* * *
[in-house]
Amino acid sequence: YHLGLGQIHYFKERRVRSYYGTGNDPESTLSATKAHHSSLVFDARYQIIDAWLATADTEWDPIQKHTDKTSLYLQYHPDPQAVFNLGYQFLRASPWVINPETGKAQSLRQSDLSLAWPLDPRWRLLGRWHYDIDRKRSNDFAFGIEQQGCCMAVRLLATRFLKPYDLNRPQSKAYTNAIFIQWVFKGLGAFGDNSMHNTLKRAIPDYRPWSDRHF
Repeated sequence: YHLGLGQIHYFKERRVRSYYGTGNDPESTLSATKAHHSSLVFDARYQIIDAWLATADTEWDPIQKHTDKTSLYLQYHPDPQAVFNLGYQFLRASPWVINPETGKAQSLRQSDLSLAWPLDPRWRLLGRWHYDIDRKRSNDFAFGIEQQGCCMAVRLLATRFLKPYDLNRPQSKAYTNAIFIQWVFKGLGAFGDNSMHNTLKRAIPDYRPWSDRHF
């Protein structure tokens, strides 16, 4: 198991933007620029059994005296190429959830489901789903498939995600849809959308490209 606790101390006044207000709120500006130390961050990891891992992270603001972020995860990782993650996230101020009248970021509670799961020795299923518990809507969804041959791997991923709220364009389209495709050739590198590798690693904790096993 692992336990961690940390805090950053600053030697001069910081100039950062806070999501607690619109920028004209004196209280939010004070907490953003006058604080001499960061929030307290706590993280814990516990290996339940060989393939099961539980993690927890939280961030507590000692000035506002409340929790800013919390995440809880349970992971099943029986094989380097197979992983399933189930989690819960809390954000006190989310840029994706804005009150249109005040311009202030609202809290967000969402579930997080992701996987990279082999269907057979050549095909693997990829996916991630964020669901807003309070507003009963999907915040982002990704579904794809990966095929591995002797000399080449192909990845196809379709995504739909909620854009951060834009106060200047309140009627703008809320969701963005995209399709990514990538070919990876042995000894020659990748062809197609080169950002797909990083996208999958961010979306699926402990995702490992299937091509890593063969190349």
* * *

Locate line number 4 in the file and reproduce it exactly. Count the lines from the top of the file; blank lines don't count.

């Protein structure tokens, strides 16, 4: 198991933007620029059994005296190429959830489901789903498939995600849809959308490209 606790101390006044207000709120500006130390961050990891891992992270603001972020995860990782993650996230101020009248970021509670799961020795299923518990809507969804041959791997991923709220364009389209495709050739590198590798690693904790096993 692992336990961690940390805090950053600053030697001069910081100039950062806070999501607690619109920028004209004196209280939010004070907490953003006058604080001499960061929030307290706590993280814990516990290996339940060989393939099961539980993690927890939280961030507590000692000035506002409340929790800013919390995440809880349970992971099943029986094989380097197979992983399933189930989690819960809390954000006190989310840029994706804005009150249109005040311009202030609202809290967000969402579930997080992701996987990279082999269907057979050549095909693997990829996916991630964020669901807003309070507003009963999907915040982002990704579904794809990966095929591995002797000399080449192909990845196809379709995504739909909620854009951060834009106060200047309140009627703008809320969701963005995209399709990514990538070919990876042995000894020659990748062809197609080169950002797909990083996208999958961010979306699926402990995702490992299937091509890593063969190349």